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Financial Crime: Father and sons who promised to help lottery winners avoid taxes charged with illegally claiming $21 million in prizes

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Panorama of a city business district with office buildings and skyscrapers and superimposed data, charts and diagrams related to stock market, currency exchange and global finance. Blue line graphs with numbers and exchange rates, candlestick charts and financial figures fill the image with a glowing light. Sunset light.

Luck finally ran out for one Massachusetts family.

A father and his two sons have been charged with illegally claiming prizes on thousands of scratch-off lotto worth almost $21 million on behalf of others to help them avoid taxes and other garnishments, prosecutors said.

Ali Jaafar, 63, and his sons, Mohamed, 31, and Yousef, 28, all of Watertown, Mass., are accused of running a scam known as “ten percenting” in which they take a 10% fee in order to claim lotto winnings for people seeking to avoid having their name attached to a big prize, according to a criminal indictment filed in U.S. District Court in Boston.

Ali and Mohamed Jaafar pleaded not guilty on Monday and were released on their own recognizance. A lawyer for the two men didn’t immediately return a message seeking comment. It was unclear if Yousef had been detained.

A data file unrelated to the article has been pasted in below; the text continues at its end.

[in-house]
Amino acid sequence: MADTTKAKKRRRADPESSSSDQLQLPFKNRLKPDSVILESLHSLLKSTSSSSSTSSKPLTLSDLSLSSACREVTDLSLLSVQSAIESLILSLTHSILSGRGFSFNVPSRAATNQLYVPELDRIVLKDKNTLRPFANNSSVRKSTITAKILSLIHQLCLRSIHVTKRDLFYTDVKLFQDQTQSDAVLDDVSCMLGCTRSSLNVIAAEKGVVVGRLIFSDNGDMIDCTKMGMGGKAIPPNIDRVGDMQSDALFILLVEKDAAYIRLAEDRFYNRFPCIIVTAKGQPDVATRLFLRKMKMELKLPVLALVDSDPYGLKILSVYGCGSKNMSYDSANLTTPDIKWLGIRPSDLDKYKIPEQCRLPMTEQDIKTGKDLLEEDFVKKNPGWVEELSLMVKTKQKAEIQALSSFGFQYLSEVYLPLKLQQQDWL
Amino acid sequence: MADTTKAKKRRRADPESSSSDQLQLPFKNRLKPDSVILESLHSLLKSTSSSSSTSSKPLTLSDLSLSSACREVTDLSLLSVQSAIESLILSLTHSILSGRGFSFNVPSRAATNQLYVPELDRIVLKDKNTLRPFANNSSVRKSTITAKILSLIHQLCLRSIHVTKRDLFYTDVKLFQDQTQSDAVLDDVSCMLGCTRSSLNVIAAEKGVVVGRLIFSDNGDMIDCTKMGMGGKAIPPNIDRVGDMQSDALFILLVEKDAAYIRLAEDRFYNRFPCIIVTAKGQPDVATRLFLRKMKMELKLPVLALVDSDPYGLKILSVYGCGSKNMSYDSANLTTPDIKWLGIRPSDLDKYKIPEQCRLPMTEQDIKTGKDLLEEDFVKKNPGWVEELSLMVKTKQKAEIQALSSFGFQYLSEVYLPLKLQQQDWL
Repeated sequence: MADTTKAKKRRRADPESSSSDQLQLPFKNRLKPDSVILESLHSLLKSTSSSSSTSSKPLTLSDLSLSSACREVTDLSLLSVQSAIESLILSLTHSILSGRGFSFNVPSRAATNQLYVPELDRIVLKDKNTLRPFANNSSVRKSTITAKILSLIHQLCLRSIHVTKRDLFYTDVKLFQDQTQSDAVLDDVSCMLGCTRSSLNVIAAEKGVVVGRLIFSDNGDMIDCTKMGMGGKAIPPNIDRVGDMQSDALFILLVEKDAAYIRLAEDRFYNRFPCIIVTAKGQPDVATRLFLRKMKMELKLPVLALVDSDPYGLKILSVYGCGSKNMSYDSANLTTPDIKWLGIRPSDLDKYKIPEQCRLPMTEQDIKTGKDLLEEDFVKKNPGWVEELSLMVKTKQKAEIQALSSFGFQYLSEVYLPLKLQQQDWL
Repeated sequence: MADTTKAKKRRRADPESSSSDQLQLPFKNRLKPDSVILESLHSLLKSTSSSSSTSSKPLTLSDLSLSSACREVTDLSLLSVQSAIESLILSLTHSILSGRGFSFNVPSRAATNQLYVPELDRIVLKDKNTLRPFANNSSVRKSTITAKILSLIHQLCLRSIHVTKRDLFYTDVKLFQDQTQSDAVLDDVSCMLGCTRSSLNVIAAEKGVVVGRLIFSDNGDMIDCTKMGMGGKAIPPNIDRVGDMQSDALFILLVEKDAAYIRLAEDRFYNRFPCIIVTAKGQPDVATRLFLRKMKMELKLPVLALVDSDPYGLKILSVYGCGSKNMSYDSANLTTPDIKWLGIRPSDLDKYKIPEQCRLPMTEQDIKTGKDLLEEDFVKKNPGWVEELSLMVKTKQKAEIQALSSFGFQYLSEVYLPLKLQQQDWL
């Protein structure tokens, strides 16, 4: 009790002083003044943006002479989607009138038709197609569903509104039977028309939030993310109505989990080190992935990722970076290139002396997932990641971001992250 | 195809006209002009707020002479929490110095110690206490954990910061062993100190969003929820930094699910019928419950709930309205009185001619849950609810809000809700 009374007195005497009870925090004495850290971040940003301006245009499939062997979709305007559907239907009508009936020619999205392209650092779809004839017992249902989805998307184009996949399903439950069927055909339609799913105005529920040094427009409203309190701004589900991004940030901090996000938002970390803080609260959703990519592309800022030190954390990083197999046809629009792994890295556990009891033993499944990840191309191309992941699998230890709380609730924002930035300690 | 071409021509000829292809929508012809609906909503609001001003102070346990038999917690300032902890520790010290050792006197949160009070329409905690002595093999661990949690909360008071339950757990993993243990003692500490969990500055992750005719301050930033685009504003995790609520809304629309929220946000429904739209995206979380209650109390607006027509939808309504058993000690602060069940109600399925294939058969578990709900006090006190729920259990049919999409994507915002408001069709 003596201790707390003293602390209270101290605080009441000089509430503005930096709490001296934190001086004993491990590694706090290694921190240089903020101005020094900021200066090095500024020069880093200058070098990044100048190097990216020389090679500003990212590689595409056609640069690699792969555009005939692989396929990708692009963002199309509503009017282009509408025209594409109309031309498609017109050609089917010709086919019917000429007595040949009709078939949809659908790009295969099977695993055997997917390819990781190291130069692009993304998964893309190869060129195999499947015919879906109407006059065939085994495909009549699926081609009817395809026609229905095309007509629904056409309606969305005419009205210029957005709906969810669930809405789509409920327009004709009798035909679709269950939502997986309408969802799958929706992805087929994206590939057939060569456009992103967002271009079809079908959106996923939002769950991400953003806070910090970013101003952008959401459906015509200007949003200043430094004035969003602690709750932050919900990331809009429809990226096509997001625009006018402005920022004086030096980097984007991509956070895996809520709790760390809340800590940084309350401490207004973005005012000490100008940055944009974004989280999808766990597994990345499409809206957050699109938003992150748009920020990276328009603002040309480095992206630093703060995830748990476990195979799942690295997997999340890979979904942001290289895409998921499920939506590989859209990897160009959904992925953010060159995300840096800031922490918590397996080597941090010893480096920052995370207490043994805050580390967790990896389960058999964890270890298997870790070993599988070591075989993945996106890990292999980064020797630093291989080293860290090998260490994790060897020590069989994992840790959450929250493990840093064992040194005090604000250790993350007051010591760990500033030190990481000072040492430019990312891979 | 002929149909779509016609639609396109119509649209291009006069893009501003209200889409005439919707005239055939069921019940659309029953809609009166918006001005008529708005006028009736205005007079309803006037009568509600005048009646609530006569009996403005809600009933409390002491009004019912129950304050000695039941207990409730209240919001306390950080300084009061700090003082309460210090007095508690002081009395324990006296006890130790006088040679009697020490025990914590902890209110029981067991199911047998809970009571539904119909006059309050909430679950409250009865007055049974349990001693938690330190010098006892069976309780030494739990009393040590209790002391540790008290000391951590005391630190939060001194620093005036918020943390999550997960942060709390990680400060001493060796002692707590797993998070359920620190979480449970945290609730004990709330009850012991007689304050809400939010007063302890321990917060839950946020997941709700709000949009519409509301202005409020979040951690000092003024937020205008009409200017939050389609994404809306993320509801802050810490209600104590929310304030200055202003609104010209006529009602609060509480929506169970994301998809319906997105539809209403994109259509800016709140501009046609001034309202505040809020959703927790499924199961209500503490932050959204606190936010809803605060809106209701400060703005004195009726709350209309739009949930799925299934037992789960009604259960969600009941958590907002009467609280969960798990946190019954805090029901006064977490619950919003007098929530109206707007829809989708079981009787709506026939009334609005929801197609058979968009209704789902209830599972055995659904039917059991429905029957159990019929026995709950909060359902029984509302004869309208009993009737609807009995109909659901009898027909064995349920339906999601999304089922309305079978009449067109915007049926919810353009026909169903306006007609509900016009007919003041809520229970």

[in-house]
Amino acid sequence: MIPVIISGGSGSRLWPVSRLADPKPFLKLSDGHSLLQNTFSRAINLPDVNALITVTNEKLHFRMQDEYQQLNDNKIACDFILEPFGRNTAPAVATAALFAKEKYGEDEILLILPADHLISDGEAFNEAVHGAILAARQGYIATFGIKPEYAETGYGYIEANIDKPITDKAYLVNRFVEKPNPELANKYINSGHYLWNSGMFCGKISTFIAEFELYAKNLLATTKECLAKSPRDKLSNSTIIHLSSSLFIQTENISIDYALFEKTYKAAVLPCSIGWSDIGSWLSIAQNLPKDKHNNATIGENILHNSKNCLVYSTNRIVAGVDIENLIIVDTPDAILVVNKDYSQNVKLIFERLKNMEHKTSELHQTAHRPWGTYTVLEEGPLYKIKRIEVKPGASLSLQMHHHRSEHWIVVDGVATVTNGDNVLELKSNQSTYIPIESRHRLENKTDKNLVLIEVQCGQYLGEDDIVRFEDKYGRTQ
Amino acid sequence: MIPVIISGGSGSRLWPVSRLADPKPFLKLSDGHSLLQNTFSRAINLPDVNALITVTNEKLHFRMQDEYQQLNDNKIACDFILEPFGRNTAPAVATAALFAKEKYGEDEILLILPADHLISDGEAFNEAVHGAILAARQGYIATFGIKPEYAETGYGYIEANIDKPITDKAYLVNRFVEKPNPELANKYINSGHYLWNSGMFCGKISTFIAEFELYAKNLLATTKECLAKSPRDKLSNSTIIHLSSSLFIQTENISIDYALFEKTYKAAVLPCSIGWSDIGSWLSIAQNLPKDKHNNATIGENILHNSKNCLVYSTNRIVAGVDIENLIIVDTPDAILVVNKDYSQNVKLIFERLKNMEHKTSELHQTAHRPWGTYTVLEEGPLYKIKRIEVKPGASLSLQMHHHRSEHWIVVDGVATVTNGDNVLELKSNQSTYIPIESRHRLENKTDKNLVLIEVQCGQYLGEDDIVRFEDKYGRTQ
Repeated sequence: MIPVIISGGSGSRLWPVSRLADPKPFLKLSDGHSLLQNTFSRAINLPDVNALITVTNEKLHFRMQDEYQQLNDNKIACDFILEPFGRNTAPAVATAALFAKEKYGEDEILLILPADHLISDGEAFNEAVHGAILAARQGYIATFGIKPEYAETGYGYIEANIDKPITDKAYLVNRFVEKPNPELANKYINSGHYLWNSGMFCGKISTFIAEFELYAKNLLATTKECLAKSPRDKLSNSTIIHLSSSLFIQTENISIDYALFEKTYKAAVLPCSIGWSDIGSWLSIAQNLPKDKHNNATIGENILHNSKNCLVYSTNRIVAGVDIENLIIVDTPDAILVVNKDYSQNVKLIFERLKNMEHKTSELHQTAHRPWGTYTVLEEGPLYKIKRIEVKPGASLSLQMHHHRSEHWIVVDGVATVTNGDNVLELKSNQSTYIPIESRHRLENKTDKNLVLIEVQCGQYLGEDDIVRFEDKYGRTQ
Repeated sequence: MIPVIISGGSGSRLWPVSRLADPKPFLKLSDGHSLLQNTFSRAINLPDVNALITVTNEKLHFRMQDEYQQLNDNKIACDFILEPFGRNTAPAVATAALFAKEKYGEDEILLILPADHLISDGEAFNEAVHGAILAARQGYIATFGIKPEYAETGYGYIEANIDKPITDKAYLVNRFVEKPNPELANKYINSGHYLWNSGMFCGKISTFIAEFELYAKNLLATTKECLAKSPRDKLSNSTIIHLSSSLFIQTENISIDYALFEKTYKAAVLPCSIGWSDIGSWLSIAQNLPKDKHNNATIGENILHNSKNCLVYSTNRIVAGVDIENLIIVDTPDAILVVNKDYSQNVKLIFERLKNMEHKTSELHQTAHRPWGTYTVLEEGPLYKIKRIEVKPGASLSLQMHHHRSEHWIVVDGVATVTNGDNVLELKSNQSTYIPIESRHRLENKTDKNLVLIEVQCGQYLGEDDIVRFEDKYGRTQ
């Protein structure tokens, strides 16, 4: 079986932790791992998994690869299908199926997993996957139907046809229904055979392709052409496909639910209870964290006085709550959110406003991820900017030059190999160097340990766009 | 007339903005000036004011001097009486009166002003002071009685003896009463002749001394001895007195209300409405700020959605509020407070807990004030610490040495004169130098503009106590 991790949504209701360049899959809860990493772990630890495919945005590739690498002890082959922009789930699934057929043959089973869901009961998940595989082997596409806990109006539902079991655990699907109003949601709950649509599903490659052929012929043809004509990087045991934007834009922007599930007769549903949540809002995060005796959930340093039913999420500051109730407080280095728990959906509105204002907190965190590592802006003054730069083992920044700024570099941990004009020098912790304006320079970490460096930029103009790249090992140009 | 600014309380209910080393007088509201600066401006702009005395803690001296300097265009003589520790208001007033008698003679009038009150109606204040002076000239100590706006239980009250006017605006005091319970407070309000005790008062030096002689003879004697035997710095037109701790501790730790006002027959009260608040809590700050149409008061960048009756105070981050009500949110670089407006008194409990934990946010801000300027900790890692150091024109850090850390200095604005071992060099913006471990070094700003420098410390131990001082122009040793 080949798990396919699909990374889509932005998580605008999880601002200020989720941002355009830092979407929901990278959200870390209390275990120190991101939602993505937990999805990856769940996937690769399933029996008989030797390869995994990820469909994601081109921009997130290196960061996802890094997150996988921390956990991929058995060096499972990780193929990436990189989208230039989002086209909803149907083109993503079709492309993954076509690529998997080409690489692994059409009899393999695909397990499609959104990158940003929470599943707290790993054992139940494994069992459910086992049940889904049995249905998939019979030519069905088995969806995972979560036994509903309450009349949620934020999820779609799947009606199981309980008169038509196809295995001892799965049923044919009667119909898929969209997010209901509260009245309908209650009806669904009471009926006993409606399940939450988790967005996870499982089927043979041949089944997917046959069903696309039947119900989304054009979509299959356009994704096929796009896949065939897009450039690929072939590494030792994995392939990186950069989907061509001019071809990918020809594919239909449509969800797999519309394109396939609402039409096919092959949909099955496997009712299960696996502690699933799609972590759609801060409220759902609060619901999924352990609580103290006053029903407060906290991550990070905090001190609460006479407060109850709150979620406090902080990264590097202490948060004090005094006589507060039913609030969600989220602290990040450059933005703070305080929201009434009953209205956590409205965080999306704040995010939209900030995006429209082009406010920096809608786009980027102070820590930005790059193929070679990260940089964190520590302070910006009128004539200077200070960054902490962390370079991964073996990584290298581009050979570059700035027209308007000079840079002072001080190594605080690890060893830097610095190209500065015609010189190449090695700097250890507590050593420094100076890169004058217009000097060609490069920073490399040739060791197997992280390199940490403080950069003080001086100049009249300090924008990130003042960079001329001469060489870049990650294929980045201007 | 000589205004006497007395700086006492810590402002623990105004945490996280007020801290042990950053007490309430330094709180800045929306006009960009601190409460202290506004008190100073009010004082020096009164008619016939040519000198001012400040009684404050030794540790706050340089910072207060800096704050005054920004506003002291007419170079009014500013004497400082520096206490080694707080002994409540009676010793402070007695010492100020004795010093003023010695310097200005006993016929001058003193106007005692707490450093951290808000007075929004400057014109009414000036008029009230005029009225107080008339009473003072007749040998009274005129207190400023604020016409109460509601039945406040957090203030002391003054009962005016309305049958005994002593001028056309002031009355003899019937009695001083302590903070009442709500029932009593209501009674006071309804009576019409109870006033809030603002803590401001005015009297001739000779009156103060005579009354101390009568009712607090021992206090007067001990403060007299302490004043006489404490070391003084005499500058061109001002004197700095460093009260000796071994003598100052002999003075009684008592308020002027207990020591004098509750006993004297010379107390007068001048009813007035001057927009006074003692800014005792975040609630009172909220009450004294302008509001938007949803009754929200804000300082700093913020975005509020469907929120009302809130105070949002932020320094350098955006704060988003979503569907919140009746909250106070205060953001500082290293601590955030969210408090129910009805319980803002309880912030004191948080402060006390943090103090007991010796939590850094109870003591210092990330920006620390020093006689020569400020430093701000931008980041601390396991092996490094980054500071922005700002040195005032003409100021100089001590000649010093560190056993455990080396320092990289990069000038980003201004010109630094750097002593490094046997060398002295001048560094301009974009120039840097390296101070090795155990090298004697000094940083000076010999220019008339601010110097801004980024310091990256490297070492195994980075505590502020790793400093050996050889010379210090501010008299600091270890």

Federal prosecutors say the family had been running the fraud for nearly a decade and had filed claims on more than 13,000 tickets with prizes of $600 and up.

The indictment alleged that the men had worked with convenience store owners and other authorized agents to connect with actual winners. Lotto prizes are fully taxable in Massachusetts and can be garnished if a winner owes money for things like child support, back taxes or other debts.

In 2019, Ali Jaafar was the top individual ticket casher in the state; his son Mohamed was the third and Yousef was the fourth, according to the indictment. 

Prosecutors say the Jaafars also cheated on their taxes by falsely listing large gambling losses of six- and seven-figures to offset the winnings they had claimed.

The family had long been on the radar of state lottery officials who suspected something was amiss. In 2019, the state lotto commission had banned all three from claiming any more prizes. The Jaafars unsuccessfully challenged the ban in state court.

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